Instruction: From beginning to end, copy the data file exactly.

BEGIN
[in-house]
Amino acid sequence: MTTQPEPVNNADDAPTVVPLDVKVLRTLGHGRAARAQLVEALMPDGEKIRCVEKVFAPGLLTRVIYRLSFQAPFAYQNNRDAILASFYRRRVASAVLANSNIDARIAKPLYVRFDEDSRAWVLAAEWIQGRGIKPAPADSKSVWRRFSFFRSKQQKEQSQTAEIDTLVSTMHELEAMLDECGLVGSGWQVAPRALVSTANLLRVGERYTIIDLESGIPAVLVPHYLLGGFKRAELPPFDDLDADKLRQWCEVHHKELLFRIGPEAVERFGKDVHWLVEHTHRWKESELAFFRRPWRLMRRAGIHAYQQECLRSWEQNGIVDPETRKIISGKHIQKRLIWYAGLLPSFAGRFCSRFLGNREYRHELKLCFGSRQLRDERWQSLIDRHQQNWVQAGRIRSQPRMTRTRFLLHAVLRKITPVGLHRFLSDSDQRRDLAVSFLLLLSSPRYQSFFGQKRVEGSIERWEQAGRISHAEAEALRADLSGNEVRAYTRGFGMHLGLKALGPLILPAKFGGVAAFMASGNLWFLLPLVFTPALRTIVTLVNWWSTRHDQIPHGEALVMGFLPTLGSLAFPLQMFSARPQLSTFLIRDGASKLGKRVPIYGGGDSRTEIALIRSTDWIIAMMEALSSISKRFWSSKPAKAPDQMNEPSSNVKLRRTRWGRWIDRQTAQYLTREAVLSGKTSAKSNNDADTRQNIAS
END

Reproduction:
[in-house]
Amino acid sequence: MTTQPEPVNNADDAPTVVPLDVKVLRTLGHGRAARAQLVEALMPDGEKIRCVEKVFAPGLLTRVIYRLSFQAPFAYQNNRDAILASFYRRRVASAVLANSNIDARIAKPLYVRFDEDSRAWVLAAEWIQGRGIKPAPADSKSVWRRFSFFRSKQQKEQSQTAEIDTLVSTMHELEAMLDECGLVGSGWQVAPRALVSTANLLRVGERYTIIDLESGIPAVLVPHYLLGGFKRAELPPFDDLDADKLRQWCEVHHKELLFRIGPEAVERFGKDVHWLVEHTHRWKESELAFFRRPWRLMRRAGIHAYQQECLRSWEQNGIVDPETRKIISGKHIQKRLIWYAGLLPSFAGRFCSRFLGNREYRHELKLCFGSRQLRDERWQSLIDRHQQNWVQAGRIRSQPRMTRTRFLLHAVLRKITPVGLHRFLSDSDQRRDLAVSFLLLLSSPRYQSFFGQKRVEGSIERWEQAGRISHAEAEALRADLSGNEVRAYTRGFGMHLGLKALGPLILPAKFGGVAAFMASGNLWFLLPLVFTPALRTIVTLVNWWSTRHDQIPHGEALVMGFLPTLGSLAFPLQMFSARPQLSTFLIRDGASKLGKRVPIYGGGDSRTEIALIRSTDWIIAMMEALSSISKRFWSSKPAKAPDQMNEPSSNVKLRRTRWGRWIDRQTAQYLTREAVLSGKTSAKSNNDADTRQNIAS